Wachovia Corp.'s acknowledgment that it has hired investment bank Goldman Sachs Group Inc. to study its troubled portfolios of mortgages means the Charlotte, N.C., bank is likely gauging the market value of those loans in order to eventually sell them.

The final price, market observers say, could mean ugly losses for Wachovia were the bank to actually sell them. The sale of the portfolio could also have implications for whether Wachovia itself might be acquired.

A spokesman for Wachovia said, "Goldman Sachs is performing analytics on our loan portfolio to evaluate various alternatives."

Goldman Sachs declined to comment.

At the heart of Wachovia's troubles are more than $120 billion of "Pick-a-Pay" mortgages — or what analysts call "option-ARM" loans — that allow borrowers to choose their monthly payment, including an interest-only option that actually increases the loan's balance. Wachovia inherited the business of writing and serving Pick-a-Pay loans with its ill-advised 2005 purchase of Golden West, a West Coast lender. Golden West has exposed Wachovia to large mortgage losses.

Now, analysts say Wachovia has hired Goldman — an expert player in the secondary market for souring loans — to find how much those Pick-A-Pay loans, or even the entire Golden West operation, will fetch on the secondary market.

That could be a tough task, says Matt Stadler, chief financial officer at National Asset Direct, a buyer of distressed mortgage portfolios, because the prices for option-ARM loans vary widely compared with other types of mortgages that banks and lenders sell.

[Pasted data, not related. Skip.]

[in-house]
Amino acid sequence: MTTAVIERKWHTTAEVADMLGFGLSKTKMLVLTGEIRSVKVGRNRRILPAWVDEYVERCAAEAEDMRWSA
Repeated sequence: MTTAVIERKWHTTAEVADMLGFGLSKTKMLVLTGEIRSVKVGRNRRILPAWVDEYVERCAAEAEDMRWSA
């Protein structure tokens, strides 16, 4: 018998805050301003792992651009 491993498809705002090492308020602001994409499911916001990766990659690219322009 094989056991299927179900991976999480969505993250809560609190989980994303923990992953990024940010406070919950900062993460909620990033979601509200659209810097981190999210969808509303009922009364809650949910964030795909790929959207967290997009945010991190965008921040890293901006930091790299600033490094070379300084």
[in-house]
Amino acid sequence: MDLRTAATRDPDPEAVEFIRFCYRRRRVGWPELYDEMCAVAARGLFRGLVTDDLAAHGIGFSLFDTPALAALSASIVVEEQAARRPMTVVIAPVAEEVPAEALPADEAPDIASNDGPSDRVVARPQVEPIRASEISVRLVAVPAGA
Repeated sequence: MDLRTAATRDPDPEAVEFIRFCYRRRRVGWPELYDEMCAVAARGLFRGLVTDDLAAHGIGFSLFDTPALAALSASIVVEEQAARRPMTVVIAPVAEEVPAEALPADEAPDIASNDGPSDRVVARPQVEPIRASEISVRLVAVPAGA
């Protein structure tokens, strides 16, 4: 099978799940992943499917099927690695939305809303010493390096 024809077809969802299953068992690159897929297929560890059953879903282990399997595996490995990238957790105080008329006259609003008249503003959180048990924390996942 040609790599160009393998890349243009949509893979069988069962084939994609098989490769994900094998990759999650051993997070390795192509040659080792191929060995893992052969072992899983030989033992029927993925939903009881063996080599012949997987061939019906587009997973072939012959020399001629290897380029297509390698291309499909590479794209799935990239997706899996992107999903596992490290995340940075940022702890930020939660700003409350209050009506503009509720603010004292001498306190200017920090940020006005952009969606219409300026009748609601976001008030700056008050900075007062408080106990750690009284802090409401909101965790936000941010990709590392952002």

"There are a lot of unknowns," Stadler said, including whether the underlying properties are depreciating, even while the loan balances are increasing. "I'm interested to see how this situation with Wachovia resolves itself."

Wachovia's apparent decision to shop some of its loans, and likely take losses now to shed the risk that the loans could deteriorate further, suggests that the bank will not find a buyer for the entire bank, says Dick Bove, analyst at Ladenburg Thalmann Inc.

There are "very few or almost no potential buyers for Wachovia in the market," Bove said. He called Wachovia's hiring of Goldman "strange" and said it's puzzling that Wachovia doesn't seem to know how much its loans are worth.

"One would think that Wachovia has as much knowledge of the distressed loan market as Goldman Sachs does because they operate in that market," Bove said. "Did they hire Goldman Sachs to find a buyer for Wachovia, or did they hire Goldman Sachs to find a buyer for Golden West?"

The Charlotte Observer reported on Tuesday that Goldman had been hired to analyze the bank's loans. The newspaper reported that "a knowledgeable source" said Goldman Sachs is not offering Wachovia advice regarding possible takeovers, although banker Ken Wilson, who has advised on big bank deals in the past, is part of the Goldman team.

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